What can others learn from Georgia’s success? Leadership and political will are all important. So too is establishing early credibility. In early 2004, the government thought it had 8 months to get quick results. Most famously, 16,000 traffic police officers received their waddling orders overnight. In an effort to sustain public support, attention grabbing symbols matter.

 

The APC Ideology

I am a member of the All Progressives Congress because its overall ideology is the right one for today’s Nigeria. A “left of centre” party will ensure social welfare programs which are badly needed in Nigeria today, protect workers and provide equal opportunities in the society. If you don’t belong to a group of Nigerians benefiting from Government patronage, this is the right party for you.

While there are legitimate concerns around the size of such governments and its impact on free markets, an APC government will provide a fine blend of grey matter to balance the impact of its policies on business and the cost of governance. Within the party, there are people like Nasir El-Rufai who led a lot of the privatization of public assets at the BPE; Ben Akabueze who has brought his banking experience to the public sector and ensures Lagos State delivers on an ambitious development plan; Olawale Edun, who led the diversification of Lagos State’s revenues between 1999 and 2007; and of course, Yemi Osinbajo, who is credited for reforming the Lagos State Judiciary during his term as the Attorney-General and Commissioner of Justice.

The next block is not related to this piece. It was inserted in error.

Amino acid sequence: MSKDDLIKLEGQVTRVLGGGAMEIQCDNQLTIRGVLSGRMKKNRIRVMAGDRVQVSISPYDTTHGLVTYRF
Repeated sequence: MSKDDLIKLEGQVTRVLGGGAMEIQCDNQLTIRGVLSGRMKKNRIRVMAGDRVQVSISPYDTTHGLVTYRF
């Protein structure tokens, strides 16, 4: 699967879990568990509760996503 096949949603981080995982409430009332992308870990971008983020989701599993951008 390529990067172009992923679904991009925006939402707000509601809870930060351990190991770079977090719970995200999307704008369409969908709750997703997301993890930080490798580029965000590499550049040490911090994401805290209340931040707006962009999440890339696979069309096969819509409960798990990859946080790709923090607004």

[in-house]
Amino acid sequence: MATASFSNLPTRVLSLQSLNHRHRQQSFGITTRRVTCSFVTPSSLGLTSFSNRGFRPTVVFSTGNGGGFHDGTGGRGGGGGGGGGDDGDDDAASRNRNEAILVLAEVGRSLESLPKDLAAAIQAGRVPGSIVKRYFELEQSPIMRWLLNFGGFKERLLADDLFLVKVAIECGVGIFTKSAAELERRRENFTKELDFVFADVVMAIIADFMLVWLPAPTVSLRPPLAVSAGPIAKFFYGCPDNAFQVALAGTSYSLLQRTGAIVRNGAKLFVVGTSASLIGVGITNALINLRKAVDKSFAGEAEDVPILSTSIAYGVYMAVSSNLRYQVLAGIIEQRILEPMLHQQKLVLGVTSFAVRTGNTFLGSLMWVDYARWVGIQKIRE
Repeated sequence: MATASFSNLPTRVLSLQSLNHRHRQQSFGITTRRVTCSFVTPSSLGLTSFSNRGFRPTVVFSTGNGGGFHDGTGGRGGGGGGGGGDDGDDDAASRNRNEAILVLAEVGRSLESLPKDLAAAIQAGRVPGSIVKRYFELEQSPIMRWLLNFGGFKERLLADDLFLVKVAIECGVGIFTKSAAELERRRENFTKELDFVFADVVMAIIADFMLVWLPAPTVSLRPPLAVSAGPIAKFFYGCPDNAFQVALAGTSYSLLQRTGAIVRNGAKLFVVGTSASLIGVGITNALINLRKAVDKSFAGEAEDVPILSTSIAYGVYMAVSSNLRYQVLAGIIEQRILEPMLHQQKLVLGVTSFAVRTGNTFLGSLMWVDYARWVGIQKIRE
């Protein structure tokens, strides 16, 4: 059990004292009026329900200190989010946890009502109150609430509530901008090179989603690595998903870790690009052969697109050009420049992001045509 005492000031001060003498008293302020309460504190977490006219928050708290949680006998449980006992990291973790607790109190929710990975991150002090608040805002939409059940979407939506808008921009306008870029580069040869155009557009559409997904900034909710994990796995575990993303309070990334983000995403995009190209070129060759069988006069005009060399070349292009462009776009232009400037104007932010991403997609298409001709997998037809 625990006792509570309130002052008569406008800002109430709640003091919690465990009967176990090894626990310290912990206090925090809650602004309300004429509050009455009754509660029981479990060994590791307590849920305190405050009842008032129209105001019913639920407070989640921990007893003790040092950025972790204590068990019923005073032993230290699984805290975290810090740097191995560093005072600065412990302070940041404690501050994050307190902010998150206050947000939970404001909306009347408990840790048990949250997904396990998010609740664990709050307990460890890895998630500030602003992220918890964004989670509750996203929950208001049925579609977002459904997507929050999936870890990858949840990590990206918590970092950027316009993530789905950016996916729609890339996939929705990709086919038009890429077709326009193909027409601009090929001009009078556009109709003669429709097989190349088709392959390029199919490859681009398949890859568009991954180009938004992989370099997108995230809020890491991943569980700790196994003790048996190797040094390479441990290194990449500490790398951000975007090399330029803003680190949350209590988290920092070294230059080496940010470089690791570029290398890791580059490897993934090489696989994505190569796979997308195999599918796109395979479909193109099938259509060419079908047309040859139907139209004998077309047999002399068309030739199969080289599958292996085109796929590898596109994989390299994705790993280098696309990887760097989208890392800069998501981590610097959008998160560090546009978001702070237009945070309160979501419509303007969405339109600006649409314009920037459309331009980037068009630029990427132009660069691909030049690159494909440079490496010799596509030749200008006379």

This is a stellar cast of grey matter that will thrive under a Buhari Presidency.  If there is one thing we have learnt from Buhari’s record of leadership, it is clear the man has no problem delegating responsibility where competent lieutenants are available.

It’s the Economy, Stupid!

James Carville might remain relatively unknown, but the campaign slogan he coined for Bill Clinton’s 1992 presidential campaign is now one of the most iconic campaign slogans of all time. Nigeria is now facing headwinds as oil revenues, our major income earner, might experience a sustained period of suppressed prices. There is absolutely no reason to believe a government that frittered a period of boom away will manage this lean spell properly.

In a period of reduced revenues, exchange rate depreciation and  higher interest rates, voters need to be sure about the decisiveness of its leaders and the ability of government to respond intelligently to the rapid changes in the global economy.